ISSN (Print) - 0012-9976 | ISSN (Online) - 2349-8846

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A Respected Teacher of History

Bipan Chandra's contribution to the historiography of Indian nationalist thought was decisive and unparalleled. A scholar who saw immense value in a Marxist reading of history, his sorties into India's post-1947 political history laid him open to the slur of being a Congress sympathiser. Yet he remained true to his principles, a stand that time has vindicated. Above all, he was a teacher who loved the thrust and parry of the classroom, and the framework he devised for a Marxian approach to nationalism will endure.

The heading of this article as published in the print edition was subsequently modified.

Bipan Chandra (1927-2014), historian, activist, teacher, and, above all, a human being, did not wake up on Saturday, 30 August 2014. The author of many publications, beginning with Rise and Growth of Economic Nationalism in India (1966), Bipan was not just one of the historians who blazed a trail in the 50 years after the 1960s. He dominated the discourse. His contribution to the historio­graphy of Indian nationalist thought was decisive and unparalleled. His works were such that one could dis­agree with him, but not ignore him.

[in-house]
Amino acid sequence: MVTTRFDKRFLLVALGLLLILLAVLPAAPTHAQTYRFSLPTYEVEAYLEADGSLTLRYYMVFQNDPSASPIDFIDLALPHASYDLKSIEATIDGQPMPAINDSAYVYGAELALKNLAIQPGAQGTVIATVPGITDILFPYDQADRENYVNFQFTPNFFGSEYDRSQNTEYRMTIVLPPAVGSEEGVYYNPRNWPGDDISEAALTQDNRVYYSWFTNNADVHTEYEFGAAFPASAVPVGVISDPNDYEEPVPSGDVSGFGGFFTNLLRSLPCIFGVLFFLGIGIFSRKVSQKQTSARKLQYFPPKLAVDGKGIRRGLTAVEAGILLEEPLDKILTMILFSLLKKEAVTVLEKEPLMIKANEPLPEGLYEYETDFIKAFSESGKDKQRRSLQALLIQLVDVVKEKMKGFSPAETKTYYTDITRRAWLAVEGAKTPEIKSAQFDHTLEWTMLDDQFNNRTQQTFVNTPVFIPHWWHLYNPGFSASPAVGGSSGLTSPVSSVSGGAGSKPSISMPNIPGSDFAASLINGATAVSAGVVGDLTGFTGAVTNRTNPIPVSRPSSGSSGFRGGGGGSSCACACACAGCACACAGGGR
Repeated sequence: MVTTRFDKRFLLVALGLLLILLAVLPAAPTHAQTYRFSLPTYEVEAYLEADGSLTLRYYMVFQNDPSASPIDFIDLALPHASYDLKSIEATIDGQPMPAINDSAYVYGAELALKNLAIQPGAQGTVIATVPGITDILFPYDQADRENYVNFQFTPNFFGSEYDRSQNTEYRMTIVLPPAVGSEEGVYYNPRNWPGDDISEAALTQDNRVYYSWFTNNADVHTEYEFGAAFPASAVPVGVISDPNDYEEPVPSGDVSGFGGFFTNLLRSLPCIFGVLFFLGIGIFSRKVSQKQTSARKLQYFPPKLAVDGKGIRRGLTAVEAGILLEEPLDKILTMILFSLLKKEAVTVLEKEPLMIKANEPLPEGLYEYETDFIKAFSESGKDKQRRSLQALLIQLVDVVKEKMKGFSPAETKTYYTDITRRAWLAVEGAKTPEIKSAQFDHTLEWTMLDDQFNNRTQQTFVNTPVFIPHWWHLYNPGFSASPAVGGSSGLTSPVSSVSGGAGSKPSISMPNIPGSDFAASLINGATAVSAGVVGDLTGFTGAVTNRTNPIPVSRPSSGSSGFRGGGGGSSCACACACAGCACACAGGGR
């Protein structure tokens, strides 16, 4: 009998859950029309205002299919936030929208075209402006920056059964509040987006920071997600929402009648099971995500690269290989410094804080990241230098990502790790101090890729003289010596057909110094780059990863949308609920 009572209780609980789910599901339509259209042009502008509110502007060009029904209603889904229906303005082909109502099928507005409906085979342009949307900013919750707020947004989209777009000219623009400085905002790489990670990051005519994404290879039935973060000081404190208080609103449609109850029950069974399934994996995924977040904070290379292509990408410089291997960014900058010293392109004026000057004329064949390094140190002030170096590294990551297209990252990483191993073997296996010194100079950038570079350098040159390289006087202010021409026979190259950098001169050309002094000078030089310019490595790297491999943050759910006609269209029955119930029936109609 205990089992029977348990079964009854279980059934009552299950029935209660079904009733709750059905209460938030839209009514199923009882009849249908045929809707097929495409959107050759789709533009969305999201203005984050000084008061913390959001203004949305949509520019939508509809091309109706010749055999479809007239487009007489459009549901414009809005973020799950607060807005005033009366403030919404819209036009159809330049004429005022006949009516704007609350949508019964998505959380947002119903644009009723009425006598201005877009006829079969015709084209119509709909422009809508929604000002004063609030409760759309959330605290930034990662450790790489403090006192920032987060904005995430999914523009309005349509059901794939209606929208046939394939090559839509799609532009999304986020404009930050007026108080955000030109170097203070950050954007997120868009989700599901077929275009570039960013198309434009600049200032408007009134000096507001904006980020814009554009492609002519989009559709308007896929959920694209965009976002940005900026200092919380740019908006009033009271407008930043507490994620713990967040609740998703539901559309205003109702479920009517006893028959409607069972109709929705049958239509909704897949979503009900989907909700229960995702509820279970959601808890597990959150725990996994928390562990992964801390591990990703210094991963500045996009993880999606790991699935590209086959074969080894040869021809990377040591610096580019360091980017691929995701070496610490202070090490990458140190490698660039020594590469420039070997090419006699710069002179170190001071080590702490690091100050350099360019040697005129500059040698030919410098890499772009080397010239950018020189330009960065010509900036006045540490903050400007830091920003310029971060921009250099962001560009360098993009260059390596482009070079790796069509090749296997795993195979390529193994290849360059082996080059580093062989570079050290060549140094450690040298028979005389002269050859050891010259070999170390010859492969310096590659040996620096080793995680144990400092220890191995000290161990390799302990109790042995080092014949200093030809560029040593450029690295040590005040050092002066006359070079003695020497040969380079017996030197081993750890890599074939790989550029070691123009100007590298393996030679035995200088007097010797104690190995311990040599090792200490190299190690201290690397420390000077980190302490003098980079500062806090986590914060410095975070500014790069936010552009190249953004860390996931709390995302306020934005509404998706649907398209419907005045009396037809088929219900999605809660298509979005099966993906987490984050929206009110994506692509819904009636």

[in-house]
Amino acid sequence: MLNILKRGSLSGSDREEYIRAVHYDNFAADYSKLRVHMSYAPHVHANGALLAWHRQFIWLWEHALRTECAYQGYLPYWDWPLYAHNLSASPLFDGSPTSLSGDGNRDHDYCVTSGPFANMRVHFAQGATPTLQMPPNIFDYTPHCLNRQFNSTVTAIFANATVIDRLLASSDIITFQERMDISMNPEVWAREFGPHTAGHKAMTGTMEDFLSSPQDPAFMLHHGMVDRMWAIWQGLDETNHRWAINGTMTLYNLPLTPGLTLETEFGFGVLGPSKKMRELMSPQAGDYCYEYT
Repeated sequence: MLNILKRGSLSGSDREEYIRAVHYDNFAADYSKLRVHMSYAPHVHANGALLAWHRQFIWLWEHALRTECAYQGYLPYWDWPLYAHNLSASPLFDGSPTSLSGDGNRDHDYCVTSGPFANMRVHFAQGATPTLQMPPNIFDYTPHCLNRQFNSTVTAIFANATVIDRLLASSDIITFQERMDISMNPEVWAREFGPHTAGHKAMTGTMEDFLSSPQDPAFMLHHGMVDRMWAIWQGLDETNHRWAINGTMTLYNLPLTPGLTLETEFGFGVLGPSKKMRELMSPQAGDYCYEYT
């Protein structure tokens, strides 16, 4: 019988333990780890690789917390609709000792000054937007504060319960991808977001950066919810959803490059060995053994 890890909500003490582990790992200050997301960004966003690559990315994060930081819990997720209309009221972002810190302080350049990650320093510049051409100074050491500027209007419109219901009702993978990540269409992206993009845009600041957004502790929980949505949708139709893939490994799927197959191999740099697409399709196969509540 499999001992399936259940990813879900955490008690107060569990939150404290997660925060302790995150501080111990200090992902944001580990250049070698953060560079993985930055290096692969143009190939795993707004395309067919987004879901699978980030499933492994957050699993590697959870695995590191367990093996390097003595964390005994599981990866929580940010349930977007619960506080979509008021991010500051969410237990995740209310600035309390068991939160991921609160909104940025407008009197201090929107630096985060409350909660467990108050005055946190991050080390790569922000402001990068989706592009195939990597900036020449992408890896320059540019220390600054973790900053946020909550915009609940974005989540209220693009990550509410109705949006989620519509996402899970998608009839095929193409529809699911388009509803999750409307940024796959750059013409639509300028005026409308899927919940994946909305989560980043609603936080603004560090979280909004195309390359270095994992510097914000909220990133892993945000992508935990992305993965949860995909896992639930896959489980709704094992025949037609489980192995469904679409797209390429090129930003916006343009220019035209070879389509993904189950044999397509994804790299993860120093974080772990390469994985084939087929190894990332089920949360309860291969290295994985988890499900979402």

Economic nationalism, based on his doctoral thesis, stirred a debate. Bipan belonged to a generation of Marxists who had to reckon with Karl Marx’s Economic and Philosophic Manuscripts of 1844, which came out in print later, and his argument marked a departure from R P Dutt’s India Today (1940), which had long been held as a fundamental text for the Marxist interpretation of India’s struggle for freedom. Bipan’s position raised some questions, but notably seemed to provide the framework for a Marxian approach to nationalism. Rather than sticking to the conventional understanding that nationalism belonged to the bourgeoisie, Bipan’s prefix – economic – laid the basis for a new thinking. Note that he did this in the 1960s, at least a decade and half before Benedict Anderson’s Imagined Communities or Edward Said’s Orientalism.

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